April 7, 2013 • 1 min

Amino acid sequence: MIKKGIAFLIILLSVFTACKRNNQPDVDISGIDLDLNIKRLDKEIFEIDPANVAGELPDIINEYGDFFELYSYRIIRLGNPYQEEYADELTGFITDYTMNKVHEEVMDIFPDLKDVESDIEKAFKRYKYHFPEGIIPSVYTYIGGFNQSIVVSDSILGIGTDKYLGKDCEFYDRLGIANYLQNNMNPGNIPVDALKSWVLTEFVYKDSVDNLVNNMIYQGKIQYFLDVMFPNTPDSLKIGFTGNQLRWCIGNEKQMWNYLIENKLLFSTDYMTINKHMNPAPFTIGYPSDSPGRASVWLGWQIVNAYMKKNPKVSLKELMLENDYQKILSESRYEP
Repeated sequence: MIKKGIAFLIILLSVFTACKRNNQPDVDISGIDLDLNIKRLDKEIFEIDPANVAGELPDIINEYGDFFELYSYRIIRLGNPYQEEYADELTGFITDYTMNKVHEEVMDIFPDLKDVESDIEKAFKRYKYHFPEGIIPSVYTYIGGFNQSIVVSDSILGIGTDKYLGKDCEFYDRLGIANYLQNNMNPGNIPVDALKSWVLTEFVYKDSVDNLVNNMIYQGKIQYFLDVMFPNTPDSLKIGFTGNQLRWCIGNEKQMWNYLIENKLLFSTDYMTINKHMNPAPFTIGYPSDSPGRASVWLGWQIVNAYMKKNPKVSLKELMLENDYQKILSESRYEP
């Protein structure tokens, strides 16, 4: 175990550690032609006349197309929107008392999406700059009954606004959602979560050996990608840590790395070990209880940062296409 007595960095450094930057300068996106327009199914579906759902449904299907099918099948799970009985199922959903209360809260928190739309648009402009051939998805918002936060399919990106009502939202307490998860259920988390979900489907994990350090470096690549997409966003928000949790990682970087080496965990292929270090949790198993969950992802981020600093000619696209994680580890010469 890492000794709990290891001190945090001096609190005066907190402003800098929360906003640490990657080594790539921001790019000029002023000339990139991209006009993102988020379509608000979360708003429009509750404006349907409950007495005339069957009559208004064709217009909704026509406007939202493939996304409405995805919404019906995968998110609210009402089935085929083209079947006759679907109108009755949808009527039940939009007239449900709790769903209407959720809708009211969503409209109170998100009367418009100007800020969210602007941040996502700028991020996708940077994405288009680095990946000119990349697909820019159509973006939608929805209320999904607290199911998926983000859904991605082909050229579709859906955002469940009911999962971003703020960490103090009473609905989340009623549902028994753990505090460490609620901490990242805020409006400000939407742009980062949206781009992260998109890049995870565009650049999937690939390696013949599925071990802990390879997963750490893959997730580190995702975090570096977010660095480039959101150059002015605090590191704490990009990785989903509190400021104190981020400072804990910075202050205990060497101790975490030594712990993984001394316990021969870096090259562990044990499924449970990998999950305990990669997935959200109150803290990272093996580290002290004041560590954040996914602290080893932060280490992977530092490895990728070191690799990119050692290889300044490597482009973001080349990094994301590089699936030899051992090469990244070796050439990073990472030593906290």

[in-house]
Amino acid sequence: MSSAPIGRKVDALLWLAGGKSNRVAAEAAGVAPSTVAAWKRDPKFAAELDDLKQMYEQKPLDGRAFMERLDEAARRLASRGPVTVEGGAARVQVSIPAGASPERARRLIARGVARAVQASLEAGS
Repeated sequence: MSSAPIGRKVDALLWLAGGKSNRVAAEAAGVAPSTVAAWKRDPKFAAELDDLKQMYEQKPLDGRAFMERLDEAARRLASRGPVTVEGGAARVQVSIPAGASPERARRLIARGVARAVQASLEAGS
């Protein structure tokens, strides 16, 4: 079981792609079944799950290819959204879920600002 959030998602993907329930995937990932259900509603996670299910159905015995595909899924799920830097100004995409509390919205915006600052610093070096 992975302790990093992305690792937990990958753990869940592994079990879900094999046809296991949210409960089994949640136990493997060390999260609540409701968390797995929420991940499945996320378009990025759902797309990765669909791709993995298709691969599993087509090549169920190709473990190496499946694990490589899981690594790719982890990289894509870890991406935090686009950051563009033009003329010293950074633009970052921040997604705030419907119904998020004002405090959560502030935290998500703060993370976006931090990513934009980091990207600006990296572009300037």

Farmers in many countries utilize antibiotics in two key ways: at full strength to treat animals that are sick and in low doses to fatten meat-producing livestock or to prevent veterinary illnesses. Although even the proper use of antibiotics can inadvertently lead to the spread of drug resistant bacteria, the habit of using a low dose is a formula for disaster: the treatment provides just enough antibiotic to kill some but not all bacteria. The germs that survive are typically those that happen to bear genetic mutations for resisting the antibiotic. They then reproduce and exchange genes with other microbial resisters. As bacteria are found literally everywhere, resistant strains produced in animals eventually find their way into people as well. You could not design a better system for guaranteeing the spread of antibiotic resistance. To cease the spread, Denmark enforced tighter rules on the use of antibiotics in the raising of poultry and other farm animals. The lesson is that improving animal husbandry – making sure that pens, stalls and cages are properly cleaned and giving animals more room or time to mature – offsets the initial negative impact of limiting antibiotic use.